Neither option presented to her — let the disease run its course or accept a treatment she had rejected — was acceptable, and so she considered the unspoken alternative.  Diane’s physician told her of the Hemlock Society, even knowing that he could be subject to criminal prosecution and professional review, potentially losing his license to practice medicine.  But by having a physician who knew her involved in her decision, her mental state could be assessed to ensure that it was well-considered and not a result of overwhelming despair.  Her physician could explain how to use the drugs he prescribed — ostensibly to help her sleep — so that until the time came, she could live her life with confidence that she had control over when to end it.  She could enjoy the short time she had remaining without being haunted by fears that it would be ineffective or result in any number of consequences she did not want.  In the end, Diane died alone, without her husband or her son at her side, and without her physician there.  She did it alone so that she could protect all of them, but died in the way that she herself chose.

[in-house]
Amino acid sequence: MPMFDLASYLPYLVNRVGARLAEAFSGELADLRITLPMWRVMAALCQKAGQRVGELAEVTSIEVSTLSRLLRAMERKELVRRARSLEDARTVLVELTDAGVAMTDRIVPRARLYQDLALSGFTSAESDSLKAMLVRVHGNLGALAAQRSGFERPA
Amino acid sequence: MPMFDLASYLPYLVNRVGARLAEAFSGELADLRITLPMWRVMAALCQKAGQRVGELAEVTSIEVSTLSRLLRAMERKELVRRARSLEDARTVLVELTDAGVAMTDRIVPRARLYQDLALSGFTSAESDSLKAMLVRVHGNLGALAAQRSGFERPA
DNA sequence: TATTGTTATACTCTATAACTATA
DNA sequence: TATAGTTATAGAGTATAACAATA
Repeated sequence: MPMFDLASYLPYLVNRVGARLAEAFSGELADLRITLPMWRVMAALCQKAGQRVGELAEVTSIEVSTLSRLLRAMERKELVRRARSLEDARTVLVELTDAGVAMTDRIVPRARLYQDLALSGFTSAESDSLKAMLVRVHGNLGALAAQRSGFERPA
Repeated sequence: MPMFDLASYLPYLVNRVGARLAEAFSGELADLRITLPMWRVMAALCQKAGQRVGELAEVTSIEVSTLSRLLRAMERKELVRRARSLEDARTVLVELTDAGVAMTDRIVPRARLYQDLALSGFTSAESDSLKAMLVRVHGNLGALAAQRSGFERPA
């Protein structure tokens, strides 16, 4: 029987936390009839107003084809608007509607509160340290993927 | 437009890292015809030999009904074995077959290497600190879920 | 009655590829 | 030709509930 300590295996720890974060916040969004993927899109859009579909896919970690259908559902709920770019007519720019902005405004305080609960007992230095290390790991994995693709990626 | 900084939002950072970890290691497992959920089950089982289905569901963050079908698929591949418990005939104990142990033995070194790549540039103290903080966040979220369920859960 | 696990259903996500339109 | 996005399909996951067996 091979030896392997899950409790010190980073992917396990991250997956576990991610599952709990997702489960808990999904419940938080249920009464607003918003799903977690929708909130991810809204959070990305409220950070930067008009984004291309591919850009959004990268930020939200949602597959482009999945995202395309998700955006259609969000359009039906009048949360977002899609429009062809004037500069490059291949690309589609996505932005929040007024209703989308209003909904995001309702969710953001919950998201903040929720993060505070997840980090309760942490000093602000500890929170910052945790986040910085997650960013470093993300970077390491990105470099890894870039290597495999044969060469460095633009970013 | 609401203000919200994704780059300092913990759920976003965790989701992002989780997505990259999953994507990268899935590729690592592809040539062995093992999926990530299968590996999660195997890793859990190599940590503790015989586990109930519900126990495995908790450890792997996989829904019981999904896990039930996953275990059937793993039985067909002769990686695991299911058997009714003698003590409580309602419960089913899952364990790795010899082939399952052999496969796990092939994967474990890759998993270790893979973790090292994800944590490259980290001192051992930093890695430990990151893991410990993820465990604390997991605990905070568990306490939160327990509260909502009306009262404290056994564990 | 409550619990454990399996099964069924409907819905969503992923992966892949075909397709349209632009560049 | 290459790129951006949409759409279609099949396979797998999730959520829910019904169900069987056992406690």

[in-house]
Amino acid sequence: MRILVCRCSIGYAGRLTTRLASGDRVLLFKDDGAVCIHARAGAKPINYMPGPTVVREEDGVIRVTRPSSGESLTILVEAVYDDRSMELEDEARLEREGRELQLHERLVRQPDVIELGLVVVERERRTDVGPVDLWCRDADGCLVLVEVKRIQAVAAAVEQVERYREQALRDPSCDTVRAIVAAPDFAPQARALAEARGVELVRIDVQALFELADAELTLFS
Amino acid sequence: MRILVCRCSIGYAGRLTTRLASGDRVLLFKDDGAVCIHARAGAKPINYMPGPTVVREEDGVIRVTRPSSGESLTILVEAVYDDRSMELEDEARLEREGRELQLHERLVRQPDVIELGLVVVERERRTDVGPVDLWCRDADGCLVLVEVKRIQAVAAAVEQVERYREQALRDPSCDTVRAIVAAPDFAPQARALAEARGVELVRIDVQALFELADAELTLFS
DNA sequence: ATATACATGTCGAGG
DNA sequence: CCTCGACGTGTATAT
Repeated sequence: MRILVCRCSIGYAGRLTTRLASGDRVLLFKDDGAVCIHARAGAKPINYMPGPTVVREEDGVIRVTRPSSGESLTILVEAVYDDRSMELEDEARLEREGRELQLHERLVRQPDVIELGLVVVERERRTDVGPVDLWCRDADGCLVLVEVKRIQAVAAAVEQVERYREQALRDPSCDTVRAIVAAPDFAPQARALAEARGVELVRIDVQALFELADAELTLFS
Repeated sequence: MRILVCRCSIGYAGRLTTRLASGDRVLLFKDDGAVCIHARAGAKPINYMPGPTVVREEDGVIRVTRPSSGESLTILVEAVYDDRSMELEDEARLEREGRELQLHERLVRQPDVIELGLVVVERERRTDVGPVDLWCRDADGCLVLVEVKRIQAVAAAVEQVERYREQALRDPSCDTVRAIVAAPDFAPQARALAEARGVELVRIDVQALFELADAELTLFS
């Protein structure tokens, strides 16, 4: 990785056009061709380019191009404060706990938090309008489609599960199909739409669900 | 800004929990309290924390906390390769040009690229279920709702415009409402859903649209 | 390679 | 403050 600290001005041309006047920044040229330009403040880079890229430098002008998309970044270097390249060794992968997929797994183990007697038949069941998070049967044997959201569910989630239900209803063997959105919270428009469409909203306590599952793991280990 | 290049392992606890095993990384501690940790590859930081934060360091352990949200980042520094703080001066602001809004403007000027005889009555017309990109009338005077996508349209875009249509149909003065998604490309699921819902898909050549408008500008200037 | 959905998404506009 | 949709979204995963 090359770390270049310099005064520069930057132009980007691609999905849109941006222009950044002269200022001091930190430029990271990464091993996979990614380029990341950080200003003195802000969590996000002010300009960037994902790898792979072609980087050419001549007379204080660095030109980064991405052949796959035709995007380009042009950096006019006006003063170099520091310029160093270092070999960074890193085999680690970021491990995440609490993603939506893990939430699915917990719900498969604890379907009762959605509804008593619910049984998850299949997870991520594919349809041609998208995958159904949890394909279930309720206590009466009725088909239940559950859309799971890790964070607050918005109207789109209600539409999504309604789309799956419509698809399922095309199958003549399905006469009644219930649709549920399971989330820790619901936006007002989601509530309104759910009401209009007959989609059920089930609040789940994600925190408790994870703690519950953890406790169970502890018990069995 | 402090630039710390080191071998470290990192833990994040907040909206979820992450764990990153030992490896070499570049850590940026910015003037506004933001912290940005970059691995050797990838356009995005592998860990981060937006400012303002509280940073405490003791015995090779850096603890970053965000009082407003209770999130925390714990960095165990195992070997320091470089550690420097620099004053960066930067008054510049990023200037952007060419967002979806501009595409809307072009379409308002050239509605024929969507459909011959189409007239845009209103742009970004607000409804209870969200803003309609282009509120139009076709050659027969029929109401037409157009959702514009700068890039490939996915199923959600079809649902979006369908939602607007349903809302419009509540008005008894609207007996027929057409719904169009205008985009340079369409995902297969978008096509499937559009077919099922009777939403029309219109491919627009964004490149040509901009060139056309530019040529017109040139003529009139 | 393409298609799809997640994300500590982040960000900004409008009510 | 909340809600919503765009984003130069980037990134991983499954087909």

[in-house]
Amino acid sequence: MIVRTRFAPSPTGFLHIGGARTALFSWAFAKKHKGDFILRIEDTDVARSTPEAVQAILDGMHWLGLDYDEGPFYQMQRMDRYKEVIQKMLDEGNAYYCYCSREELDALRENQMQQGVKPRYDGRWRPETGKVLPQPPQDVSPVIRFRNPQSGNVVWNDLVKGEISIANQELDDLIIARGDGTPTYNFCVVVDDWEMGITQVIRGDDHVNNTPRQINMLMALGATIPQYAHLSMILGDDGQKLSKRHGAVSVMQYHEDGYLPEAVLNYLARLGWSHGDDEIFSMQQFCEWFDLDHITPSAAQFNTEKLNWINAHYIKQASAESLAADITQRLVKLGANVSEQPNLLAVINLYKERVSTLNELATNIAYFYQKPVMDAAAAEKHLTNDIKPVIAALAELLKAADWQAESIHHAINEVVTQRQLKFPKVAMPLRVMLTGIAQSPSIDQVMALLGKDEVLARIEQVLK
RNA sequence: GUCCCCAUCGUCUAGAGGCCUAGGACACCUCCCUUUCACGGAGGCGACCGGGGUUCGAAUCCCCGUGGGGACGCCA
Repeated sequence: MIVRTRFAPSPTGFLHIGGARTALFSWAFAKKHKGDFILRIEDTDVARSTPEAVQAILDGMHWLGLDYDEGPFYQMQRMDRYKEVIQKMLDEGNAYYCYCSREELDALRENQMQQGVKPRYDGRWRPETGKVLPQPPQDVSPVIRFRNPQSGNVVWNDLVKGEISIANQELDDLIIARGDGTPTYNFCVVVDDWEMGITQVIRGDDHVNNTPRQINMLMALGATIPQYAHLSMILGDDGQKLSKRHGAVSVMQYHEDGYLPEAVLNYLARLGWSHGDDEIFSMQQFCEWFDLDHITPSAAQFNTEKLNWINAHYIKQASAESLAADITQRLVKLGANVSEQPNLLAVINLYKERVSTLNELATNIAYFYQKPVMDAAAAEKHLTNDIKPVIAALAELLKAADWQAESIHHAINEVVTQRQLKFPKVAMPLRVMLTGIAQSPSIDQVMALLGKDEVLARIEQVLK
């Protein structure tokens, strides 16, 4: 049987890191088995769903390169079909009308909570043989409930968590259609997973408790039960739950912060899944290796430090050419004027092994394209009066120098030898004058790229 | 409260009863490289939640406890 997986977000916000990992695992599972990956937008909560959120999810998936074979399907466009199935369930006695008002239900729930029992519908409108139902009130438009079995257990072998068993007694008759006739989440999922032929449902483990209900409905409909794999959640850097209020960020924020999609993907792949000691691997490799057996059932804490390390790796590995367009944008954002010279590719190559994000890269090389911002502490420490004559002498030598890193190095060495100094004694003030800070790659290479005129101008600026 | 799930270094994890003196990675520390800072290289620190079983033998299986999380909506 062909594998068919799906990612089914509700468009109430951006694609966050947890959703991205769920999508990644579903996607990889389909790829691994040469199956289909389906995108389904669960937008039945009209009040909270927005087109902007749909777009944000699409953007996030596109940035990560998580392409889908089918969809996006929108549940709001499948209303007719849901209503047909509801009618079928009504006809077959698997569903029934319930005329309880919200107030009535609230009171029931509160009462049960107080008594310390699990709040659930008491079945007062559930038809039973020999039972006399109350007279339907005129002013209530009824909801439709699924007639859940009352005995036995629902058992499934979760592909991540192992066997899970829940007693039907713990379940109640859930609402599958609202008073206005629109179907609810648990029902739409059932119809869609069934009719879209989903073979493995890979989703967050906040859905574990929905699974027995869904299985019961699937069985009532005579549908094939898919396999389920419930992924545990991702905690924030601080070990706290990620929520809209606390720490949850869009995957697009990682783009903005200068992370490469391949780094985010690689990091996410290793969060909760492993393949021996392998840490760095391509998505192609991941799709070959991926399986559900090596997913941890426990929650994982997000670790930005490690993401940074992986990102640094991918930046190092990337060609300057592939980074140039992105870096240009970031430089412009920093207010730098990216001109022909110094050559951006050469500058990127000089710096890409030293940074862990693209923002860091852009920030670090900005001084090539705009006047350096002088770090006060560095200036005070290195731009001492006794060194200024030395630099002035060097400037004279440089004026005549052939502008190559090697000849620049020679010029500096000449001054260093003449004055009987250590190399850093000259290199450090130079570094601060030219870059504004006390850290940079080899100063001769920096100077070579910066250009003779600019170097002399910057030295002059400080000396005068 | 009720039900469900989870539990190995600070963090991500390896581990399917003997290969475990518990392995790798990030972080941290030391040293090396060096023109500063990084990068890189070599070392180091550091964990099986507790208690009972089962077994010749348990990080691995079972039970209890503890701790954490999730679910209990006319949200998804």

The story of Diane is one that her physician, Dr. Timothy Quill, published in the New England Journal of Medicine in 1991.  A copy of it can be found here.  It was one of the first public accounts of a physician acknowledging that he had aided a patient in taking her own life.  It was to prompt a debate about the role of physicians at the end of life, and a subsequent study published by the same journal in 1996 found that about 20% of physicians in the United States had knowingly and intentionally prescribed medication to hasten their patients’ deaths.